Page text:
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Rediff.com  » News » 'After UP results, I doubt if the Indian voter is smart'

'After UP results, I doubt if the Indian voter is smart'

Last updated on: March 30, 2017 11:47 IST

'We worked hard, brought a very positive manifesto saying this is what we have done and this is what we will do.'
'But people liked something else.'
'They didn't like expressways, they want a bullet train.'
'I have realised that in a democracy, the poor doesn't know what they want.'

Posters felicitating UP Chief Minister Yogi Adityanath in Lucknow. Photograph: Archana Masih/Rediff.com

IMAGE: Posters felicitating UP Chief Minister Yogi Adityanath in Lucknow. Photographs: Archana Masih/Rediff.com

 

Akhilesh Yadav dissects why the Samajwadi Party lost the Uttar Pradesh election, and what lies next for him and his party.

An exclusive interview with Rediff.com's Archana Masih.

What do you see as the reasons for your party's poor performance?

It was a very difficult and different election.

We worked hard, brought a very positive manifesto saying this is what we have done and this is what we will do. But people liked something else.

They didn't like expressways, they want a bullet train. I can't help it.

I distributed 18 lakh laptops, they want something more.

I gave pension to 55 lakh women, but they want something more.

They are happy with the cylinder, gas stove (the prime minister's scheme to provide LPG cylinders to poor women), but not happy with Rs 6,000 pension they are getting.

You are an experienced politician and have met the people of your state. What is it that they want then?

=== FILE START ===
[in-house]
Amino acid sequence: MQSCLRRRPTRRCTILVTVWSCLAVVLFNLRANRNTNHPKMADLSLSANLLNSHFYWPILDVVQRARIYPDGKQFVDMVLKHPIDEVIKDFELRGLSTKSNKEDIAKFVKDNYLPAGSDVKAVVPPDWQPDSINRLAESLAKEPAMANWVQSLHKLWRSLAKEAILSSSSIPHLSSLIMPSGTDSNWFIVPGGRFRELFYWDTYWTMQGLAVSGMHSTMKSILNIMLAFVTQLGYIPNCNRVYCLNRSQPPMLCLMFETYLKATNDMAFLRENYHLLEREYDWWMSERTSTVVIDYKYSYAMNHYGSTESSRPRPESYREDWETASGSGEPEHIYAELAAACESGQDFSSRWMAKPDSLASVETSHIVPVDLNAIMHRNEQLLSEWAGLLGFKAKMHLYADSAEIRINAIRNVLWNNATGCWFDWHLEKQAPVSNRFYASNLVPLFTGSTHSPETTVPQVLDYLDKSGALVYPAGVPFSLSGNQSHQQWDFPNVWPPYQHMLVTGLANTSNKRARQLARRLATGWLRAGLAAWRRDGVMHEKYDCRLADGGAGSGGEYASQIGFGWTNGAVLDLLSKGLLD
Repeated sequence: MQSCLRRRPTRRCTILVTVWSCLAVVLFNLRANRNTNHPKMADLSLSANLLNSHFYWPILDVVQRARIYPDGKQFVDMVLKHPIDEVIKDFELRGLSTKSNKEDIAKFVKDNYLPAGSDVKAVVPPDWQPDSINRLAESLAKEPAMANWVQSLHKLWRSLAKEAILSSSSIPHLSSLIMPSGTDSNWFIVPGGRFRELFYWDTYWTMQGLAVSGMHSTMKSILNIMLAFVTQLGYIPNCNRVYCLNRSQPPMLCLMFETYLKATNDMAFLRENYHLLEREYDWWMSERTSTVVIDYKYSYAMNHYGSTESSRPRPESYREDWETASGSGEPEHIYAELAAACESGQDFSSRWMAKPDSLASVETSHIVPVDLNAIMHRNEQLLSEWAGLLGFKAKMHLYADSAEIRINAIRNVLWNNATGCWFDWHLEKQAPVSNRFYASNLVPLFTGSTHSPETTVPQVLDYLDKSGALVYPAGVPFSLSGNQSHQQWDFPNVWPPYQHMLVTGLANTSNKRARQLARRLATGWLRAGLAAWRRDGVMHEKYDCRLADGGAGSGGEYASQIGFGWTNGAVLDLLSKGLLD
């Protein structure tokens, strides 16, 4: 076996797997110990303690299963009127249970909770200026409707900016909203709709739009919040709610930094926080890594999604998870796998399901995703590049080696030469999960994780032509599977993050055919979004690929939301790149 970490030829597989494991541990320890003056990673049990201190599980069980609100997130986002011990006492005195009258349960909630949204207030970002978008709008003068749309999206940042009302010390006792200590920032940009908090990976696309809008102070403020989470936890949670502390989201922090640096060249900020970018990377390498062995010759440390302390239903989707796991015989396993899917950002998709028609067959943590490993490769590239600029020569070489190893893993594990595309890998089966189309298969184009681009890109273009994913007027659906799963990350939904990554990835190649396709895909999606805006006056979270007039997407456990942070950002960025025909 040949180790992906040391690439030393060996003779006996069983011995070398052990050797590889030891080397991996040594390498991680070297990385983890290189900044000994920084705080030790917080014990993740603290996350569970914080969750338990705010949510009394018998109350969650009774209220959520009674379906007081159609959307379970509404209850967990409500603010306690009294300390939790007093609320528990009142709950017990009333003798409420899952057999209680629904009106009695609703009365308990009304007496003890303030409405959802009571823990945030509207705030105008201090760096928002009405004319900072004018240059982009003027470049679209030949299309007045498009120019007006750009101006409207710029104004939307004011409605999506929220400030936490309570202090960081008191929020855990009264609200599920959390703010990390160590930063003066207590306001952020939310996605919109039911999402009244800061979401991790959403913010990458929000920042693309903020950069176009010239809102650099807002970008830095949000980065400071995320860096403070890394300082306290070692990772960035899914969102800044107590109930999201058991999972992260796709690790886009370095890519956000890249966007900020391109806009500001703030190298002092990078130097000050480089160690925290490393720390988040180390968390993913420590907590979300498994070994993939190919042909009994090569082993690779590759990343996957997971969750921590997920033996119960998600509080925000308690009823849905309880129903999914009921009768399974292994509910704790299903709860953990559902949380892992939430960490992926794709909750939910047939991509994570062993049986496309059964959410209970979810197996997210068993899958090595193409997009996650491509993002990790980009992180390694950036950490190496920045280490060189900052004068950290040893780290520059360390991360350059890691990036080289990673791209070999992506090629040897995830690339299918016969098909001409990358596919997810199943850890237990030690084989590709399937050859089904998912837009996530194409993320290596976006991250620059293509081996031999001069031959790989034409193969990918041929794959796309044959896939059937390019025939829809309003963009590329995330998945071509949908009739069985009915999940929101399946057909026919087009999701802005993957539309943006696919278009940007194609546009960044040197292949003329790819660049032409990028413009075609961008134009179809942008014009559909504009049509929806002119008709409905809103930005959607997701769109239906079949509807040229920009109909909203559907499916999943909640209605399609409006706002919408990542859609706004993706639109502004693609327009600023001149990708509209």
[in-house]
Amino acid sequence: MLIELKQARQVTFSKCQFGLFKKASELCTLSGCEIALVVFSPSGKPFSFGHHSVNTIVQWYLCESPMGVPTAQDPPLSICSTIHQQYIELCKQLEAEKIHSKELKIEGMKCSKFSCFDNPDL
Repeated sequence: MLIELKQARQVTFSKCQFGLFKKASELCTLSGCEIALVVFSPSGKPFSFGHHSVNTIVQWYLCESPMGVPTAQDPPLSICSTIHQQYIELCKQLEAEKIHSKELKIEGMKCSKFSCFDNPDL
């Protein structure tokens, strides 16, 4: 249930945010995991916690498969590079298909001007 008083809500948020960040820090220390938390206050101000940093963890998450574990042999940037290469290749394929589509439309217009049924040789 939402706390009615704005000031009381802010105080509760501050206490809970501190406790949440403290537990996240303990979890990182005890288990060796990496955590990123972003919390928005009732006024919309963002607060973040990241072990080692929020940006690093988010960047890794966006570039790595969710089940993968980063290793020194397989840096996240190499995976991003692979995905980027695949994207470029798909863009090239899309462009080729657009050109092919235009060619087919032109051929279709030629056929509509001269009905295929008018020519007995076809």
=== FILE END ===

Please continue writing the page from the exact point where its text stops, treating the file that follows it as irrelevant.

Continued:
I have realised that in a democracy, the poor doesn't know what they want.

But it is often said that the Indian voter is a smart voter.

I doubt it after seeing the UP results. I disagree. (Laughs.)

How are you going to take on a party with such a large majority?

They are themselves weak.

One CM and two deputy CMs is a first for UP.

When they start work, a lot will be out for everyone to see.

I heard there was some displeasure in the distribution of departments.

My nameplate was removed by the people, but theirs is being removed by each other (laughs).

The media is managed. If such a thing had happened with us, there would have been a hungama (furore).

You are criticised most for Muslim appeasement.

You look at any scheme -- say the Samajwadi pension distributed to 55 lakh women. It went to the high court that we were giving it to the Muslims.

It also went to the Supreme Court -- that they are giving more pension to the Muslims -- and a double judge bench said this is the best scheme ever given by any state for poor women.

The judge said it's a beautiful scheme. So a Supreme Court judge says a scheme is good and people accuse us of being partial to one section of the people.

Similarly, laptops: No one can raise any question on its distribution.

In certain places when I heard people say that Yadavs and Muslims have benefited from this scheme, I made the whole list open and online.

But the media is also kamal ka! (astonishing!), they never printed that news.

Only toppers were getting laptops -- so how can jaati (caste/religion) come in that? It is not possible!

About kabrastan (graveyard) -- you can see the kabrastan, but not the shamshan because samashan ghats were made by the river and people don't go by the river.